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Dead Equity on Your Cap Table is a Toxic Cancer

Coming up with the idea for a new startup is a lot of fun. These are the happy days. Nothing has been built, no time or money has been expended, and no inconvenient customers have popped the bubble of hope and expectation. Sadly, this is also when most founders eagerly decide how to split the equity and that first handshake often stands the test of time. 

As any founder knows, or soon finds out, building a business is a marathon not a sprint. Not everyone has the perseverance or the toolbox to go the distance. Sometimes co-founders drop off along the way, sometimes they never even get out of the blocks but “a deal is a deal”. The Remainers continue the struggle, while the Exiteers drift off to double dip somewhere else. Make no mistake, while the Exiteers quietly celebrate their luck in getting something for nothing, the Remainers find themselves quietly seething every time they look at their cap table. Equity held by people who are not actively working in the business or have not made any kind of cash or hard asset investment is Dead Equity. Dead equity is the devil. Business operators hate it, investors hate it, in fact everyone hates it except the people who hold it and they tend not to let it go.

There should only be two ways for anyone to acquire equity in any business. You either do the work or you buy it with cold hard cash. Not for advice, not for ideas, not for your rolodex. If you think you have ideas or advice or the rolodex, then buy some fucking equity and use everything in your power to make it worth more.

Mike Moyer, an entrepreneur out of Chicago recognised this issue plaguing startups everywhere and went so far as to write a book on the subject called Slicing Pie. It lays out a radical new framework for equity allocation and he has pretty much thought of everything. In short, Mike’s framework revolves around allocating equity for hours worked and pricing those hours according to the opportunity cost of each contributor. it does require a certain amount of process and discipline to implement, not terrible traits for founding teams to possess. Admittedly there will also be arguments around pricing the opportunity cost of each contributors hours or how many hours were reasonably required to get certain things done. Mike does address all these issues but at the end of the day, those kinds of arguments are much less destructive than an unfair allocation of equity.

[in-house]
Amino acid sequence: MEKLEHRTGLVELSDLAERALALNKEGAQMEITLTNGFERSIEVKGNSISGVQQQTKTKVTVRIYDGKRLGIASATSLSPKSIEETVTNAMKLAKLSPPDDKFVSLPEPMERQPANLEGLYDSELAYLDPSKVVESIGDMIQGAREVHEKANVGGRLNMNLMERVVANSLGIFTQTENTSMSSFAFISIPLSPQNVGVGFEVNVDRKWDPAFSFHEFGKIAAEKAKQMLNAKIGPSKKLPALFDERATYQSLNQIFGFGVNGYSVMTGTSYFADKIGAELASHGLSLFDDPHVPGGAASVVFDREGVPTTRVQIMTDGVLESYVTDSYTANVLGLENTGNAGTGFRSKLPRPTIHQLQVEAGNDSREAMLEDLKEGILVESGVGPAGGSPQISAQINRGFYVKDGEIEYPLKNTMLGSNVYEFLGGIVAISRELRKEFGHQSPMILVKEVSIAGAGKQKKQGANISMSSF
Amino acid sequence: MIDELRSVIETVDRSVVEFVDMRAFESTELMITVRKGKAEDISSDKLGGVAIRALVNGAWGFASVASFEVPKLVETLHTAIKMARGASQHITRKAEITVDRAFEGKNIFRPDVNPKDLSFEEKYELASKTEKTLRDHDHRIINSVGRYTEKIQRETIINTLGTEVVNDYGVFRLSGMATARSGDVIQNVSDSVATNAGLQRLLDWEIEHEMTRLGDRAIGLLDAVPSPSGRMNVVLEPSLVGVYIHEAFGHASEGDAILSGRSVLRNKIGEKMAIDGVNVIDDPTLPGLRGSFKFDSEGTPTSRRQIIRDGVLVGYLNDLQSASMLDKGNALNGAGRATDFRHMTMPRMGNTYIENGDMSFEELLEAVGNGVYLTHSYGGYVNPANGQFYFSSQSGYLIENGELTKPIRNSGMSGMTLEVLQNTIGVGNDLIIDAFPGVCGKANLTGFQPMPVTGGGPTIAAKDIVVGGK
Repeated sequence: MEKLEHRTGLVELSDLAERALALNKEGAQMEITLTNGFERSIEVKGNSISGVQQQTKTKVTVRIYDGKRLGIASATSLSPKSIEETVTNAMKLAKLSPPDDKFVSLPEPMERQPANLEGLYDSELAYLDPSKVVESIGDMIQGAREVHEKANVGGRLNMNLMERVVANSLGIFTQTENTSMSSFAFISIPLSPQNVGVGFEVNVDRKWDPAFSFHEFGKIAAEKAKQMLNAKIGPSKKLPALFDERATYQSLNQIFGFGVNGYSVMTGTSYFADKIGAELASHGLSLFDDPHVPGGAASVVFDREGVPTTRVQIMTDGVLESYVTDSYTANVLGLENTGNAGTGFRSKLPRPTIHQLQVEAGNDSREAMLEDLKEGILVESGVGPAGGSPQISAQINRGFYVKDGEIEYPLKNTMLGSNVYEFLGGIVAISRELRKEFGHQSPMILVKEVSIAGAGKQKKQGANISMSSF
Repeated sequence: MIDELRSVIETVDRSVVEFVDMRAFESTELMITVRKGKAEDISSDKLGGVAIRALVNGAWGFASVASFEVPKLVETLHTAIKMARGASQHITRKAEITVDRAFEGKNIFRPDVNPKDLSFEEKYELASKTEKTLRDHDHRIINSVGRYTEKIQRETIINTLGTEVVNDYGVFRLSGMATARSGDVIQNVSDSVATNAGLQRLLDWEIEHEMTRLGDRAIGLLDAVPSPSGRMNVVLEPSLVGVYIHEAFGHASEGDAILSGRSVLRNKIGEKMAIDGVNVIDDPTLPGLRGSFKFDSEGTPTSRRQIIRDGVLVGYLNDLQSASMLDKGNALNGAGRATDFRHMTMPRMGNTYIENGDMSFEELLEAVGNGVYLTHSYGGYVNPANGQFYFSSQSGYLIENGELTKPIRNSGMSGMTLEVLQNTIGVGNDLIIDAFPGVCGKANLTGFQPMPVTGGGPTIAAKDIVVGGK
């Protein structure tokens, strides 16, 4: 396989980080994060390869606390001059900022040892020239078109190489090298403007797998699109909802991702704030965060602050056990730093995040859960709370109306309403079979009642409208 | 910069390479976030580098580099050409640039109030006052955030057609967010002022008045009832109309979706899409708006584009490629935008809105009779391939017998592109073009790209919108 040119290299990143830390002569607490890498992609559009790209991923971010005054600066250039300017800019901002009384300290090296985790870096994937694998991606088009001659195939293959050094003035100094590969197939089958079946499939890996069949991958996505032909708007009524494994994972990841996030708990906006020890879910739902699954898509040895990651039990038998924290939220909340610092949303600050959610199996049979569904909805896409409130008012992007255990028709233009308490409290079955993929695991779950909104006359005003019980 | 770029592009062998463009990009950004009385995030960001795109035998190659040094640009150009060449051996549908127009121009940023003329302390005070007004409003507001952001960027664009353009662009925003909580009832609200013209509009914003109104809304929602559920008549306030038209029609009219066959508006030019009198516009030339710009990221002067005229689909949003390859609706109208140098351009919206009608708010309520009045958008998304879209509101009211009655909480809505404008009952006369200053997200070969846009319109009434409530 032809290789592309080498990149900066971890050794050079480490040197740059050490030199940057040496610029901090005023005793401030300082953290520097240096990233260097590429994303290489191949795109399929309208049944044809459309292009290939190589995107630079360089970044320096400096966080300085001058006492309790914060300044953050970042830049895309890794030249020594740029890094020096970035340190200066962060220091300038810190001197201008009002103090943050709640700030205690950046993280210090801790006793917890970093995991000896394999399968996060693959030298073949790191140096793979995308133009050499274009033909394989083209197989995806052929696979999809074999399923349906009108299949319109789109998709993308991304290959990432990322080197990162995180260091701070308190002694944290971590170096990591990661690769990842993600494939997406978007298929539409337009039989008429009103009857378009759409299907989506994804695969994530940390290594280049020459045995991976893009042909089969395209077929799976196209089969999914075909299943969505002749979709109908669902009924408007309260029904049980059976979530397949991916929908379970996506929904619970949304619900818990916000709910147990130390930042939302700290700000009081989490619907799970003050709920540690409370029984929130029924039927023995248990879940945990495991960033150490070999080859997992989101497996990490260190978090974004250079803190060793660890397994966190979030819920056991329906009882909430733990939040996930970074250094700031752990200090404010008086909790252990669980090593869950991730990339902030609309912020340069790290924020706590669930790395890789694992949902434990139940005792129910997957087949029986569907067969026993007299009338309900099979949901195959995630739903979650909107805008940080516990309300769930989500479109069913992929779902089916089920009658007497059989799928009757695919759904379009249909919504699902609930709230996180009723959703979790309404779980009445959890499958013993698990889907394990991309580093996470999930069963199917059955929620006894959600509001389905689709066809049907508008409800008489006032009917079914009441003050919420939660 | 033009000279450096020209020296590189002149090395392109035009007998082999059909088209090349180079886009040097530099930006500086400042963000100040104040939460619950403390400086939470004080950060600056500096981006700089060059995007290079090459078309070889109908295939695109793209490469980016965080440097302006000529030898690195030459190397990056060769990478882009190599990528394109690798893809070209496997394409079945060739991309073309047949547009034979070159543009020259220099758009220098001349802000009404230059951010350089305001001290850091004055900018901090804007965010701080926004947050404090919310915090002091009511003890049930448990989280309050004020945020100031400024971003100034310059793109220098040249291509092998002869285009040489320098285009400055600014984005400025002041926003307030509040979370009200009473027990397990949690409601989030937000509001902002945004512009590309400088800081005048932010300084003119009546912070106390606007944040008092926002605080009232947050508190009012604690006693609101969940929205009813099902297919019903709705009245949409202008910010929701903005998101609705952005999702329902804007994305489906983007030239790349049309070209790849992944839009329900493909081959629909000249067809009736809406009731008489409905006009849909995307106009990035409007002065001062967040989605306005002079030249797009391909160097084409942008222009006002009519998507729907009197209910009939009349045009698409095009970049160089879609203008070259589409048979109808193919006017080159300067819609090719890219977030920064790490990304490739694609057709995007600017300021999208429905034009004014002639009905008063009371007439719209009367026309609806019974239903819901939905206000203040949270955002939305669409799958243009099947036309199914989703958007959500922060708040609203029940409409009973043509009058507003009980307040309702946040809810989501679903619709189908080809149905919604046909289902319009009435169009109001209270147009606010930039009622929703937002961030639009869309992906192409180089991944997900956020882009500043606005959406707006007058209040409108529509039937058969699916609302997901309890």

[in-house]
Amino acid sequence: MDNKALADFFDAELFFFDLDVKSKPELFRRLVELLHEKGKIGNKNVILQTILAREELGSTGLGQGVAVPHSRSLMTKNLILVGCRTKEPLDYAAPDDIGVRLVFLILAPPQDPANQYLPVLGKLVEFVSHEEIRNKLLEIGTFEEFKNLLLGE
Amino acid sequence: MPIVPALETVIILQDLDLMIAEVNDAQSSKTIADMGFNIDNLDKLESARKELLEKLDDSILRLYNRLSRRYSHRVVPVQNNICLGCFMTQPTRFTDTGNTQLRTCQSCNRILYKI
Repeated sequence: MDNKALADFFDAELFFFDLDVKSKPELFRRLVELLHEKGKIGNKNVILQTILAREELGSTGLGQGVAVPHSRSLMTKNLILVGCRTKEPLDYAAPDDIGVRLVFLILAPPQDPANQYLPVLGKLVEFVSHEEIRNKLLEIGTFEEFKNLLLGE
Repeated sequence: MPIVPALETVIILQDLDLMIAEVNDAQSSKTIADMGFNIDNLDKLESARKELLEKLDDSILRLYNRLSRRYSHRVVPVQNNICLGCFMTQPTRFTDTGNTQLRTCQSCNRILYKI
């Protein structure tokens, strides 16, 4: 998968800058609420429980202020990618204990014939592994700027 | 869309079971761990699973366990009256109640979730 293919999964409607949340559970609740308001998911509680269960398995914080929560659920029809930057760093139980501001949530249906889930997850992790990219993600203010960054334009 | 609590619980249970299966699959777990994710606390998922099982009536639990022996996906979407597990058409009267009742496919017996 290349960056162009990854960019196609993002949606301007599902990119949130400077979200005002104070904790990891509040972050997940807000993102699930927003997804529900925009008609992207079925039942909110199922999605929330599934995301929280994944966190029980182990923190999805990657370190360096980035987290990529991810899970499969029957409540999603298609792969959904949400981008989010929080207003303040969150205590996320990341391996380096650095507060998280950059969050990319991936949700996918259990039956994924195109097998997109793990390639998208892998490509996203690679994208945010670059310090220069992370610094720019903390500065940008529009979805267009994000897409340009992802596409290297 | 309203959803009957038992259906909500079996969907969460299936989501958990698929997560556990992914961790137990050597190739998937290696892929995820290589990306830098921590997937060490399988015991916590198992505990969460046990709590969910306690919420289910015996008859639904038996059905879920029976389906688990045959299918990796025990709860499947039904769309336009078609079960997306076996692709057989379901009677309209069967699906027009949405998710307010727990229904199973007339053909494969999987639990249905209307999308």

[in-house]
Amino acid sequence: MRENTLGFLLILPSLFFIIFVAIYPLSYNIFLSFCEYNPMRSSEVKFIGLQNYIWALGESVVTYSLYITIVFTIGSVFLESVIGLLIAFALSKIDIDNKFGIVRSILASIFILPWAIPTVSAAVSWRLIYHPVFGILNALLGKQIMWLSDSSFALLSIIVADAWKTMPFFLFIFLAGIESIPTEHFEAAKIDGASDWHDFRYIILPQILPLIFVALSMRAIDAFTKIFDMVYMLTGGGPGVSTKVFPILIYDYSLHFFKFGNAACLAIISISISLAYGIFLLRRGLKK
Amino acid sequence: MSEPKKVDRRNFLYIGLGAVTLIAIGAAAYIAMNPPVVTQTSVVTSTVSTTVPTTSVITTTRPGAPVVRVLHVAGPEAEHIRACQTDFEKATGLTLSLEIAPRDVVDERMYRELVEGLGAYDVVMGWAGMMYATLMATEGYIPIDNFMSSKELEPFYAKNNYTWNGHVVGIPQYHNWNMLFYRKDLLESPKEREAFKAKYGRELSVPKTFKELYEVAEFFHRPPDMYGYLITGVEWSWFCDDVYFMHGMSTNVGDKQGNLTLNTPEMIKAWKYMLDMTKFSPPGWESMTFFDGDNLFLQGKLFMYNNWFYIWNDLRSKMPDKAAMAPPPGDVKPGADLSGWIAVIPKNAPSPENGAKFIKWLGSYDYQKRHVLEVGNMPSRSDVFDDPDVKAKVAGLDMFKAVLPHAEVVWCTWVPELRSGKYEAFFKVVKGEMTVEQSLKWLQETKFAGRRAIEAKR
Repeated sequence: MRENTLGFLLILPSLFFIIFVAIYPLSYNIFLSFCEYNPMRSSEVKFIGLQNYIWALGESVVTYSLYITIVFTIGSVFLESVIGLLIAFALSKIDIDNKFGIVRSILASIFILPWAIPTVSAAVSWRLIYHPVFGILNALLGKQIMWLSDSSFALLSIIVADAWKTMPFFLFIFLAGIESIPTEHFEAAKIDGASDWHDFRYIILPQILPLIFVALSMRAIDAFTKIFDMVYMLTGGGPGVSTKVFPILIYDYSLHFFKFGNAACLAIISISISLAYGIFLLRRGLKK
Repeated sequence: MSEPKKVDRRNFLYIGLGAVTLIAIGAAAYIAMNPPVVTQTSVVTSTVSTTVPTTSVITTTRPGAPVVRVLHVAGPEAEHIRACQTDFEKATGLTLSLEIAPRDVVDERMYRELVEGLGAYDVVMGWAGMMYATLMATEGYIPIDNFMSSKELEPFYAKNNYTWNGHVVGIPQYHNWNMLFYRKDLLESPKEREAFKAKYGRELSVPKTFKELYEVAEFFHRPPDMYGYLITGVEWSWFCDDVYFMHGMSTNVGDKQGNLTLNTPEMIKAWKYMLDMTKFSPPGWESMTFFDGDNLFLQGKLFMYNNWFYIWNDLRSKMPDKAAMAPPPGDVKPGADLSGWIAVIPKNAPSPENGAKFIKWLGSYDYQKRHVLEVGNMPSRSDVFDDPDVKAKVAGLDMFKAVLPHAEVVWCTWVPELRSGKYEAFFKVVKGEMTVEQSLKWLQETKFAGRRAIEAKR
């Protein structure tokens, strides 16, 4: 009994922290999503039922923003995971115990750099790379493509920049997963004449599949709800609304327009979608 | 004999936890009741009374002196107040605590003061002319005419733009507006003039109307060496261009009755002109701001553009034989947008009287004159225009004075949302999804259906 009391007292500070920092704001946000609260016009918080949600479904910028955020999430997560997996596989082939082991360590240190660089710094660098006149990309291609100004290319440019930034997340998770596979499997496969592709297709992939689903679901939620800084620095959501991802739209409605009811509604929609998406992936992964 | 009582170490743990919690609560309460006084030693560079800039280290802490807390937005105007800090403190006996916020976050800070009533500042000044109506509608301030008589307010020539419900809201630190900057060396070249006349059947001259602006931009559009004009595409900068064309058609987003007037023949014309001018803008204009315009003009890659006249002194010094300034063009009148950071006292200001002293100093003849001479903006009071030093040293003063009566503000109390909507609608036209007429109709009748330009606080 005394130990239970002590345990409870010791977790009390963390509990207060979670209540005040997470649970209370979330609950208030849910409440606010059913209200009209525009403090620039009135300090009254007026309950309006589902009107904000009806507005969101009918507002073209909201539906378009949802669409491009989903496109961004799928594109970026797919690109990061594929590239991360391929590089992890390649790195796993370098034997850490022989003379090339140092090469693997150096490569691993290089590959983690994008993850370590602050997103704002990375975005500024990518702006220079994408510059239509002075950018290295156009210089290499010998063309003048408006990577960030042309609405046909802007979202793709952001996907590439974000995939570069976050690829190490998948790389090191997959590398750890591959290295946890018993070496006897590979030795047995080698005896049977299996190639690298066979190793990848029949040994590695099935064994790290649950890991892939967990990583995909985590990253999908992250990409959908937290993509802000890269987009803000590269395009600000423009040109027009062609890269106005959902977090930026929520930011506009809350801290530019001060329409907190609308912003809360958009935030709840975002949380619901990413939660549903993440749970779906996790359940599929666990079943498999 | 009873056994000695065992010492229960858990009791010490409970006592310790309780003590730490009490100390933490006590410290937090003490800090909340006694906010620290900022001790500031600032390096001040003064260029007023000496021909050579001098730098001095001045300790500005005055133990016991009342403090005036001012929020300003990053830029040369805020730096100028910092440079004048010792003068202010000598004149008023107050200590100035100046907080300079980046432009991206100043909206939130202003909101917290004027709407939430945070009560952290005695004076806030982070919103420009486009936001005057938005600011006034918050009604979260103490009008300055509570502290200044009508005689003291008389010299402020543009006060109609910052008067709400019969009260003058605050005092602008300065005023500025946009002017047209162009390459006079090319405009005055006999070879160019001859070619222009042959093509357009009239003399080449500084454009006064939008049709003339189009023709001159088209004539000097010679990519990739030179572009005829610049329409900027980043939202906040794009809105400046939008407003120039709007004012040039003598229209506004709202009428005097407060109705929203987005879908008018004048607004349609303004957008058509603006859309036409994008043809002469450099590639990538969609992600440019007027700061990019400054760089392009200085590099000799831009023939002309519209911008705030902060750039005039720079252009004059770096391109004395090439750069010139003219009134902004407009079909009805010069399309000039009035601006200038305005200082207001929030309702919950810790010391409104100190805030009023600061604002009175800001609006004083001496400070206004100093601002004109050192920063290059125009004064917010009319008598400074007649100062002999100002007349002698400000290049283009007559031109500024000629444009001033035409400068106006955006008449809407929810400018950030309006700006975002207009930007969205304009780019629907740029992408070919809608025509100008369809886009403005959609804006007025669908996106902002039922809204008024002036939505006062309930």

Even if you decide not to follow Mike’s Slicing Pie framework, at least wait for as long as possible before you allocate equity. You’ll then be able to get a feel for who is adding real value and who is freeloading. You’ll need to get the timing right on when to formalize the split. You need to have it buttoned down before you are open for business or before you raise capital from outside investors. Don’t leave it too late. You don’t want the initial founder equity grants to be deemed a receipt of value and therefore taxable. Your accountant, tax adviser or 409A valuation expert can advise you on the timing.

One thing to ask your advisor about is how to effectively use an LLC for the whole founder allocation. LLC’s are much more flexible than Corporations. Agreements can be created within an LLC about how the proceeds of various assets are distributed among the members upon a liquidity event. Even if your investors require a Corporation (like most venture capital funds) you could still use an LLC to hold all the founders’ shares and the members agreement within the LLC could lay out how the ultimate exit event gets split.

Finally, if you find yourself in a company with dead equity on the cap table, get rid of it! If the freeloaders won’t budge, shut the company down and start again. If you’re an investor, make it a condition of investment that the dead equity gets removed. If the founders don’t budge then save your money and don’t invest. Dead equity allocations are a toxic cancer and nothing good ever comes of it.  

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